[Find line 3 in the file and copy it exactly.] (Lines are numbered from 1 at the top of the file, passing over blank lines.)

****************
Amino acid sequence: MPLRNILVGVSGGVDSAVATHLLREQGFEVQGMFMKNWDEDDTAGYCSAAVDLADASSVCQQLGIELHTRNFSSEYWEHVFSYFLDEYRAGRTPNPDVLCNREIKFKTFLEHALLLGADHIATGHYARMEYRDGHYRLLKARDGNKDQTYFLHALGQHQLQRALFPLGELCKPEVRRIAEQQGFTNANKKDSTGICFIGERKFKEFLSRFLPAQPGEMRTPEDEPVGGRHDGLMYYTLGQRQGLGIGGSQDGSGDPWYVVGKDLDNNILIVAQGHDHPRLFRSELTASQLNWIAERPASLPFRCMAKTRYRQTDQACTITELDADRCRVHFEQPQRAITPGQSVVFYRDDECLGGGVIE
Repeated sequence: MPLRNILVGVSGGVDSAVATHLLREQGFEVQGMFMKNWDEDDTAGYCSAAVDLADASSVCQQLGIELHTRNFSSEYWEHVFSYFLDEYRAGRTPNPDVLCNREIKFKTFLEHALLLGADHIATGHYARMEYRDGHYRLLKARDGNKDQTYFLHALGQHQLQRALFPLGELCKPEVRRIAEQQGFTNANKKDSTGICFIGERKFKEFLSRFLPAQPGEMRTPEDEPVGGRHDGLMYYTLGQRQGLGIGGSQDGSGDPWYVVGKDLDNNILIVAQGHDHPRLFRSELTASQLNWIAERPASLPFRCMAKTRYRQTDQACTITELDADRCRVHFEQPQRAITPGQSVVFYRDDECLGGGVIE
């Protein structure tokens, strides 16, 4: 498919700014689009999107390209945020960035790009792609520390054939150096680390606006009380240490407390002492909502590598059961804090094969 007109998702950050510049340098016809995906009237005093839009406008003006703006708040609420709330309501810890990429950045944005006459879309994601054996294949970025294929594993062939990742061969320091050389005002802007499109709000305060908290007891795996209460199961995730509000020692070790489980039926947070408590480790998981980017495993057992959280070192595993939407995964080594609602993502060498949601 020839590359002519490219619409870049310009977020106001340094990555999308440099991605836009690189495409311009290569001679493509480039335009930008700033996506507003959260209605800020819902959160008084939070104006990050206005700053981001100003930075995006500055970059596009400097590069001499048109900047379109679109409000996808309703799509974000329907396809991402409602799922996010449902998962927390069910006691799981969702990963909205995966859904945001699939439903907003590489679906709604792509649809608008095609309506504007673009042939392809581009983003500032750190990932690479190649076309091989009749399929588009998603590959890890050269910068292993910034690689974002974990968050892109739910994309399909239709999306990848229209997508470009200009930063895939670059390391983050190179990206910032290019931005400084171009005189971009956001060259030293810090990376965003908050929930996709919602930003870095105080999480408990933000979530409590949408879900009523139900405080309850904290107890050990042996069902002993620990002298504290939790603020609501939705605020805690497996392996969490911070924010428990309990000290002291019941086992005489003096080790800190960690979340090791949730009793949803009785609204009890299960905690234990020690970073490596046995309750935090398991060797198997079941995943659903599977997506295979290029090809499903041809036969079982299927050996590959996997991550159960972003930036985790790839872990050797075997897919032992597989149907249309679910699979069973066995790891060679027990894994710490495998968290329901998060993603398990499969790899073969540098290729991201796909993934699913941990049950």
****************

């Protein structure tokens, strides 16, 4: 498919700014689009999107390209945020960035790009792609520390054939150096680390606006009380240490407390002492909502590598059961804090094969 007109998702950050510049340098016809995906009237005093839009406008003006703006708040609420709330309501810890990429950045944005006459879309994601054996294949970025294929594993062939990742061969320091050389005002802007499109709000305060908290007891795996209460199961995730509000020692070790489980039926947070408590480790998981980017495993057992959280070192595993939407995964080594609602993502060498949601 020839590359002519490219619409870049310009977020106001340094990555999308440099991605836009690189495409311009290569001679493509480039335009930008700033996506507003959260209605800020819902959160008084939070104006990050206005700053981001100003930075995006500055970059596009400097590069001499048109900047379109679109409000996808309703799509974000329907396809991402409602799922996010449902998962927390069910006691799981969702990963909205995966859904945001699939439903907003590489679906709604792509649809608008095609309506504007673009042939392809581009983003500032750190990932690479190649076309091989009749399929588009998603590959890890050269910068292993910034690689974002974990968050892109739910994309399909239709999306990848229209997508470009200009930063895939670059390391983050190179990206910032290019931005400084171009005189971009956001060259030293810090990376965003908050929930996709919602930003870095105080999480408990933000979530409590949408879900009523139900405080309850904290107890050990042996069902002993620990002298504290939790603020609501939705605020805690497996392996969490911070924010428990309990000290002291019941086992005489003096080790800190960690979340090791949730009793949803009785609204009890299960905690234990020690970073490596046995309750935090398991060797198997079941995943659903599977997506295979290029090809499903041809036969079982299927050996590959996997991550159960972003930036985790790839872990050797075997897919032992597989149907249309679910699979069973066995790891060679027990894994710490495998968290329901998060993603398990499969790899073969540098290729991201796909993934699913941990049950």